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Business Coach Talking About The Importance of Networking

Business Coach SuccessThis transcript records Tim Redmond (Business Consultant and CPA) and Clay Clark (US Chamber National Blue Ribbon Quality Award Winner) as they talk about the importance of marketing on, one of the top business coach.

Clay:    I will say this. Shame on business coach Clay Clark. Shame on me. Networking is perhaps the most important thing for your business coach career and the most selfless thing that you could do because there is somebody out there who needs you in their life, like they need you, so when I go to church … the other day, I went to church, and there’s a guy there … he had long dreadlocks.

I said the other day, because I’m getting old enough where like …

Tim:    Was he a professional football player?

Clay:    I’m old enough now where any time period seems like the other day, but it could be months.

Tim:    Yeah.

Clay:    In this case, it was about a year, but the other day, I’m up there. The guy’s got non business coach type dreadlocks. I see this guy. I start talking to him, just having coffee at church. They have it set up where you can build relationships there, and I find out he has some issues. I encourage him to become an electrician and he can pursue his goals. I recommend a book for him. I get his address. I send him a book. I see him at church for real the other day. It’s like two weeks ago maybe, and I see him. Dreadlocks are gone.

Now you can be successful with dreadlocks or without, but he comes in and he says, “Mr. Clark, I cut my dreads,” and I’m like, “What?” and he said, “I read the book. I’m actually going back to business coach school. I’m going to become an electrician. I’m getting my journeyman’s,” and I’m going, “What?”

Tim:    This is amazing.

Clay:    We start talking and I realize that I had been so selfish to not want to meet him, because my own selfish reasons of not wanting to be asked for help or whatever it is.

Tim:    Right.

Clay:    It’s so selfish, but then when I think about Thrive and all the people that have come to invest in the business and be a part of it, they’re all relationships I’ve had. Nobody that I didn’t know just showed up and said, “Oh, that sounds like a good idea,” and so you mentioned that growing business is just really just nurturing relationships, and I just want to hammer home how stupid I am when it comes to that, and it’s an inherent … It doesn’t make it good, so if you’re watching this and you’re looking at some of these steps, and you go, “I inherently am just not a good morning person,” it doesn’t make it right. Or if I’m not a good networker …

Tim:    Let me challenge you on this now because in 2001 when you’re working at Target and Task and …

Clay:    It was a great time.

Tim:    … all this kind of stuff, and then also trying to support your family with this deejay … You got into a moment that even though it wasn’t comfortable for you, you became a massive networker. Everybody in the wedding business knew who you were.

Clay:    Yeah.

Tim:    Everybody in the coaching business knows who you are, and so there’s a time where maybe in the building up, where Clay is a popular guy, but you are. There’s a lot of people that want to pull on you and there’s so much you’re trying to give birth to in this Thrive to really just get this into every nation and wake up the entrepreneur spirit.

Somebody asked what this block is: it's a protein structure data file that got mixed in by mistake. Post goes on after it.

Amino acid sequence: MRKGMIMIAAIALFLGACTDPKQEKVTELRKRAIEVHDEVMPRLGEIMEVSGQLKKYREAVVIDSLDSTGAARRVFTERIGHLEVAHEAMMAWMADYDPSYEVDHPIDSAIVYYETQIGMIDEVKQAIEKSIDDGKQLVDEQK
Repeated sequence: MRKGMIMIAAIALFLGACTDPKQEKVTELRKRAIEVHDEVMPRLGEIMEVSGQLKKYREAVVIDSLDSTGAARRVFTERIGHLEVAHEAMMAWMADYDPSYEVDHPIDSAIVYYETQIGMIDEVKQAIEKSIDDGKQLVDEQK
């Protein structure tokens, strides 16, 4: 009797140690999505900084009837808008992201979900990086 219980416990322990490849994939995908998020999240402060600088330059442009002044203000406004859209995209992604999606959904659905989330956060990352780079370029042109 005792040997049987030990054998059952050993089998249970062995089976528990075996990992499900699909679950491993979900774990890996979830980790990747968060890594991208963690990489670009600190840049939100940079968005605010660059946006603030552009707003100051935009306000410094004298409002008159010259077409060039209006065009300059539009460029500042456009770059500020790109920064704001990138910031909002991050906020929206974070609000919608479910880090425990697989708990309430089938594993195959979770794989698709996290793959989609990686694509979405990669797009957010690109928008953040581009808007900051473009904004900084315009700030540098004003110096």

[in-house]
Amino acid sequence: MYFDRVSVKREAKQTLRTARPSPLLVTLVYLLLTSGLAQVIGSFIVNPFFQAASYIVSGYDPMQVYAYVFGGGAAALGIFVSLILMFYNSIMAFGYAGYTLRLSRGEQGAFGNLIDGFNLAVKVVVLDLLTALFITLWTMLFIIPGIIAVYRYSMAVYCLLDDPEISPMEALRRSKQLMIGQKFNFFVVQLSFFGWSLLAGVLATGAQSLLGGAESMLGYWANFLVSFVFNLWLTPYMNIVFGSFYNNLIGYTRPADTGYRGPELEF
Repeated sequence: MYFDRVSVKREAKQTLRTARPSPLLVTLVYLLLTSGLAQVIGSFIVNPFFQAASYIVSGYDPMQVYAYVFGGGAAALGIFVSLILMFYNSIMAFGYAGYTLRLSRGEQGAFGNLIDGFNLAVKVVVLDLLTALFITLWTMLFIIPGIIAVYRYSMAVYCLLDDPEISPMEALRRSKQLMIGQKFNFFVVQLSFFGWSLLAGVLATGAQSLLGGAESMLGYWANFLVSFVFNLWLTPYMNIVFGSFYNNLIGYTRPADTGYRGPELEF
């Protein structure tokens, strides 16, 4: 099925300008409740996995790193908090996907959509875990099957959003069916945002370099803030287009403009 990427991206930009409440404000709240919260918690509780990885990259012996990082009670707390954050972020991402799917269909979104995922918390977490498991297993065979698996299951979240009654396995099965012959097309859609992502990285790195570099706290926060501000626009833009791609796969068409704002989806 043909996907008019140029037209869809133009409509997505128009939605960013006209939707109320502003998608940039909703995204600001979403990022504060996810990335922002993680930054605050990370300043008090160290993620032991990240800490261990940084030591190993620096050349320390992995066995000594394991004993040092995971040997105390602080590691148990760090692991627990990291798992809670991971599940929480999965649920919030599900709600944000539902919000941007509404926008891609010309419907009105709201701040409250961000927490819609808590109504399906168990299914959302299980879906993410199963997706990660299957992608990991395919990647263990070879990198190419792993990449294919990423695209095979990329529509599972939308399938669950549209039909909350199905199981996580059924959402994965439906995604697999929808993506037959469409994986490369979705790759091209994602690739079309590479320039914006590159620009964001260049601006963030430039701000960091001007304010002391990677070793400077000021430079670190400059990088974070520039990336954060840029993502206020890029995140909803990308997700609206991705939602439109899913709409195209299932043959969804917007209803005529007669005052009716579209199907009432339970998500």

There’s a time when you just were a massive network even though it may not have felt natural or the right thing to do, and so I just want to say that you didn’t just do what you felt like doing. You did what you were supposed to do and it propelled your business forward. has all the tools you need to network at the top business schools in PA.

Clay:    Reid Hoffman, he has this warning. He’s the guy who started LinkedIn. He warns us by saying, “One of the challenges in networking is everybody thinks it’s making cold calls to strangers. Actually, it’s the people who already have the strong relationships with you.  You know, you’re dedicated, smart. You’re a team player who can help you.”

Napoleon Hill has a quote. He says, “Arrange to meet with the members of your ‘Master Mind’ group at least twice a week, and more often if possible, until you have jointly perfected the necessary plan or plans for the accumulation of money.”

I want to give you one more quote. I’m just trying to just give you this fire hose of knowledge. It’s unbelievable. Steven Spielberg … okay, we talked about that guy earlier … he says this quote which blows my mind. This is the guy who made Saving Private Ryan and Jurassic Park. He says, “I love creating partnerships. I love not having to bear the entire burden of the creative storytelling. When I have unions like George Lucas and Peter Jackson, it’s really great. Not only do I benefit, but the project benefits.”

Tim, give me a story. I want to have a little story time here. Give me a story of how, as you’ve worked as a business consultant all across the world, give me a story about one of your clients who’s been able to benefit massively financially as a result of either creating a long-term partnership or networking.

Tim:    Oh, geez, just with that company I was with this last weekend, my good friend, Mike, and he’s a client of mine for a number of years, when I come into a business, Clay, I will look at what’s the main driver that drives the sales and profitability, and it may be a product. It may be a process. It’s all kinds of things. What drives this one business, it’s a $75 million business, and we’re just going to blow the top off of that. What drives the business is this guy’s capacity to connect with people and people want to do business with him and it’s magical. It’s magical.



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